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  Fungi and Lichens
The Bat Roost

Assorted Pictures

Boat Parade 2007

Fungi and Lichens

About Bats

It's a Marsh Thing...

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Landscaping with Native Plants

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These are pictures that I took at the Louisiana State Arboretum
Fungi come in many sizes, shapes, and colors and are a fun group of organisms to search out and photograph. If you like the idea of collecting them, please remember that some members of this group are very deadly, others will just make you ill. If you collect to eat, only consume them if you are 100% sure of what you have and remember to always leave some behind to allow the population to regenerate. It is also a good idea to wash your hands after handling any mushroom, just in case.

A mushroom is actually only a small piece of the organism (these are not plants). These structures appear only when the fungus is ready to reproduce. The bulk of a mushroom producing fungus is generally a mass of thread-like structures (hyphae) that penetrate the substrate (such as the ground or a tree trunk) in which the organism grows.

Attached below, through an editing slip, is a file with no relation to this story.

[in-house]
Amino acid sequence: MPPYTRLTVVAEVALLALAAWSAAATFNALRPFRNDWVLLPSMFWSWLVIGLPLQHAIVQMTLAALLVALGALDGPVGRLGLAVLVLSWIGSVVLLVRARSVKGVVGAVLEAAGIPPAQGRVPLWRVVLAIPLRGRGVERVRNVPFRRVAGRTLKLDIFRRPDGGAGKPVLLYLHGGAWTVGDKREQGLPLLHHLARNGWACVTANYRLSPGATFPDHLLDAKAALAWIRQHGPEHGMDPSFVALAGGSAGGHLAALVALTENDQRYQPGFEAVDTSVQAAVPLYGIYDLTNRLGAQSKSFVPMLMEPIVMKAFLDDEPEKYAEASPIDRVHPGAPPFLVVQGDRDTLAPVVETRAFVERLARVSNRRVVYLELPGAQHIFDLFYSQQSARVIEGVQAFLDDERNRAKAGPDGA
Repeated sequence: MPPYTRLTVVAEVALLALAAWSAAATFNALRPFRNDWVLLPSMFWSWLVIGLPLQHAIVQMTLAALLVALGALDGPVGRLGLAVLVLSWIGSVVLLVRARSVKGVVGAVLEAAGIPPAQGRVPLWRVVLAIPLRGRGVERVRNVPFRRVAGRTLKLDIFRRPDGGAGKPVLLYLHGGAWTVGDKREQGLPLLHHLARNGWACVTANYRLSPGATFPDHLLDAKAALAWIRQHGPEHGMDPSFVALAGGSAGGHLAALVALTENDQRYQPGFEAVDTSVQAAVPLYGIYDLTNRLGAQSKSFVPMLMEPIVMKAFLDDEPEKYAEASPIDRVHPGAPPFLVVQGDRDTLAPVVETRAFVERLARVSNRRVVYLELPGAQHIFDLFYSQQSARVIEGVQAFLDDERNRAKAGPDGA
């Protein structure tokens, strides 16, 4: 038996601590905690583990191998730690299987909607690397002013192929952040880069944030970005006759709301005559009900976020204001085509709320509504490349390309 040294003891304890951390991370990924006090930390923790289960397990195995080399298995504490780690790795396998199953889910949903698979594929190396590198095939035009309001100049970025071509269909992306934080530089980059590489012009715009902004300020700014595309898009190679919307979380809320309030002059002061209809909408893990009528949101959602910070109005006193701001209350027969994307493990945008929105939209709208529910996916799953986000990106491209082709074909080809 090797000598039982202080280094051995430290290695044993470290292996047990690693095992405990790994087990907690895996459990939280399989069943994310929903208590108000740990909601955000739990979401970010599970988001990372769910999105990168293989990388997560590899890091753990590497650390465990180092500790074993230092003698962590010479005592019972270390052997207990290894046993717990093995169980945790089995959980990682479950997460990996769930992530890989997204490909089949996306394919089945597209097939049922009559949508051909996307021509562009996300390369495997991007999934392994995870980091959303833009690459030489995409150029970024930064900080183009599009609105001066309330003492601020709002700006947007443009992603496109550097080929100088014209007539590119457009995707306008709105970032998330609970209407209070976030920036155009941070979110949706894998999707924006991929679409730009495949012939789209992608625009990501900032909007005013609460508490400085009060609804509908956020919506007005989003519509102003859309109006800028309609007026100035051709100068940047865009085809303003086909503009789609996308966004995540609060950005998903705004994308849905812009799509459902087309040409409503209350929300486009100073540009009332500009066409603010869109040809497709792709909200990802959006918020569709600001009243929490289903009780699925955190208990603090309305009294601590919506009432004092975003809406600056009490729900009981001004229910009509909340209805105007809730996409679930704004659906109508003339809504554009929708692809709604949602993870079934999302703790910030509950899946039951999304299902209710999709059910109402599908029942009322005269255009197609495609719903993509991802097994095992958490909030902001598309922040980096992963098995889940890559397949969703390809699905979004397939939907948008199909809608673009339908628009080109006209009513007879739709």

Turkey Tail... Trametes versicolor

Two similar looking shelf fungi, the turkey tail (Trametes versicolor)and the false turkey tail (Stereum ostrea) are most easily distingushed from each other by the presences or absence of pores on the lower surface of the mushroom.

White shelf fungus growing in the hollow trunk of a fallen beech tree.

35-70mm lens, F8, 125

This fallen beech trunk was hollow long before it's demise, but the rich, soft already decomposing wood was quickly colonized by fungi after it fell. Now one can see the large white shelf fungus inside as well new plants growing in the nutrient rich soil being created within the hollow. Even the mushroom that is helping to turn this wood back into dirt is subject to breakdown and decay and a layer of algae is beginning to form on it.

This Lichen with Pink Pigments is Common On our Beech Trees...

Lichens are actually two differnt organsims in one....a fungus that has contained within it a small photosynthesizing organism, usually algae. Sometimes instead of algae the complex contains cyanobacteria, giving it a dark, bluish-gray appearence.